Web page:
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August 31, 2009

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Via Dave Pollard a link to an approach to pedagogy called Where Are Your Keys? (WAYK). I'm having a hard time relating it directly to Pink's talk, but it does seem relevant to your questions.

Evan Gardner decided to become a teacher and having studied education myself, I was quite taken by is approach. Anyhow he did his work to be certified as a Spanish teacher. But along the way became very interested in disappearing Native American languages. And wanted to throw all the tricks about teaching he'd learned towards solving the problem of how to teach these languages to a critical mass in the shortest possible time.

There's a lot to his approach and he and Willem Larsen don't have all of it up. The Podcast interview of Gardner by Larsen is quite good, but about an hour long. But the post "The Fluency Paradigm" only takes a few minutes to read:

"Notice the distinction there; in our modern culture we mostly value the amount of facts you carry. In a fluency-based learning culture we value the amount of questions."

"In a mainstream sense, to “know” something means to have an intellectual understanding of it, though the execution of it may elude you."

"In a fluency sense, to “know” something means you feel comfortable in your skin about it, that you can implement this knowledge easily and gracefully."

Pink talks about motivation, WAYK is about how we exchange knowledge.

It may be really OT, but something that connects is how the WAYK approach upsets the line between teachers and learners. It's something like: we all become learners, or just as good, we all become teachers. When distinction is done away with learning takes on added responsibility, because we have to share it. But the process is collaborative so it doesn't seem like more work.

I think there is a portion of society that believes that the problem with our educational system is that we allow children to "break the rules." Those that feel we should be focusing on the "basics" really are saying we should continue to teach the traditional curriculum of generations before us, not recognizing the changes that are the result of new technologies and a new world order.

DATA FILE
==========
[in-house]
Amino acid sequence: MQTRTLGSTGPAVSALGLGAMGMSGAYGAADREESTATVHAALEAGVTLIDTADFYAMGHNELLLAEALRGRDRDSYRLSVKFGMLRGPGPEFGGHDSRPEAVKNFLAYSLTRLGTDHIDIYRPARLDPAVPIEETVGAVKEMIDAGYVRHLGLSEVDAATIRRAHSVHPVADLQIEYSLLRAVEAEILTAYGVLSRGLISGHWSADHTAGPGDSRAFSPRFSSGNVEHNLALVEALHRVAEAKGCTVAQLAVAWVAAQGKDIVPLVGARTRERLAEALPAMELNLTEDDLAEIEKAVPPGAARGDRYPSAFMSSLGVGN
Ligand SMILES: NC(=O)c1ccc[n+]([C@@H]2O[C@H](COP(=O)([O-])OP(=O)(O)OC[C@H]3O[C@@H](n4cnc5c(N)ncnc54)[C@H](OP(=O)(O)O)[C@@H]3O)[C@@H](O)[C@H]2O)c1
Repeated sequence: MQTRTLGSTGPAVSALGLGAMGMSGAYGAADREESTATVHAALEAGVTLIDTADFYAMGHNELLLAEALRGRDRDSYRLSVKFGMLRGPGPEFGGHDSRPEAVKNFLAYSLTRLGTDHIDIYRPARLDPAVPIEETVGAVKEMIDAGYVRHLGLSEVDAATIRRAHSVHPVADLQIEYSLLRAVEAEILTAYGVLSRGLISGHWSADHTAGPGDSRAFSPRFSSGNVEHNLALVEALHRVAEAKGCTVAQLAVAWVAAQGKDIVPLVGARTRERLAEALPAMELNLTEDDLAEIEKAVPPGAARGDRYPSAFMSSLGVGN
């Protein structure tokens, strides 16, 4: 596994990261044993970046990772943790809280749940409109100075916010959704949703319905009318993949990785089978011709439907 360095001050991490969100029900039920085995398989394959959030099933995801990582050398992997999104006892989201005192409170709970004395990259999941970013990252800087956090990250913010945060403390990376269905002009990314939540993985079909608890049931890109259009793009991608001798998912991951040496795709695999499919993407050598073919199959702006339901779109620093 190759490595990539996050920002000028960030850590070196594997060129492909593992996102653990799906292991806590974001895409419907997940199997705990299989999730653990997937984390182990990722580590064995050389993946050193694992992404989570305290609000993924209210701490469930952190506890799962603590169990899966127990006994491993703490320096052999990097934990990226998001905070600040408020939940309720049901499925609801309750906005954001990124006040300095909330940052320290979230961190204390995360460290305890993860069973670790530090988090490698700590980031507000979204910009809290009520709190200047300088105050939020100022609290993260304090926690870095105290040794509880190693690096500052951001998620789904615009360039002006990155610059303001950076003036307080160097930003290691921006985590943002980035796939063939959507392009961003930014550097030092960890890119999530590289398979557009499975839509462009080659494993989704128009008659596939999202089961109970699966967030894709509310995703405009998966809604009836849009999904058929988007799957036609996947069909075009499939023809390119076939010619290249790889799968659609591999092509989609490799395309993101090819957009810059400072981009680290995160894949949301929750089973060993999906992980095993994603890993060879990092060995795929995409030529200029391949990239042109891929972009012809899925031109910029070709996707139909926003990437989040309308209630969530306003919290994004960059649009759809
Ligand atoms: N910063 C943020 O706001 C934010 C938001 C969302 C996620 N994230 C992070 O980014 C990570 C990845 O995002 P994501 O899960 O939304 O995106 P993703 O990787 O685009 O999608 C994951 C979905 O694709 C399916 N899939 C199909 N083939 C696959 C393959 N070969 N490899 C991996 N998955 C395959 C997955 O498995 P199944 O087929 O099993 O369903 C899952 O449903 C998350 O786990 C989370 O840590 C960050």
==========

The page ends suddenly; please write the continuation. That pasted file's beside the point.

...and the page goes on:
I have found, as a result, that we don't want creativity. The standards based education means that students are not encouraged to deviate from a set curriculum; they can't be creative. As my son's 4th grade teacher wrote on his practice exam for the NY State 4th grade standardized test, "You can't include humor in your answer." It deviates from the norm.

As a result of this type of education, I spend much of my time at the college level trying to get students to deviate from the norm. They are very reluctant to go out on the limb to give their opinion (this was penalized in High School) or even create their own theories. I predict that the next generation will look to those who have the power or expertise to come up with solutions. This is unfortunate as I feel much of the advances in our society have come from those outside of mainstream and not willing to toe the norms.

I think this also has some interesting implications for whom we should ask for advice when "fixing" a business, particularly if you are a non-profit. Does it really make sense to get people in who focus on external motivators if your non-profit mainly works because of internal motivators? I don't think so.
See also: http://sm4good.com/2009/09/20/nonprofits-good-employers-mba-bad-advice/

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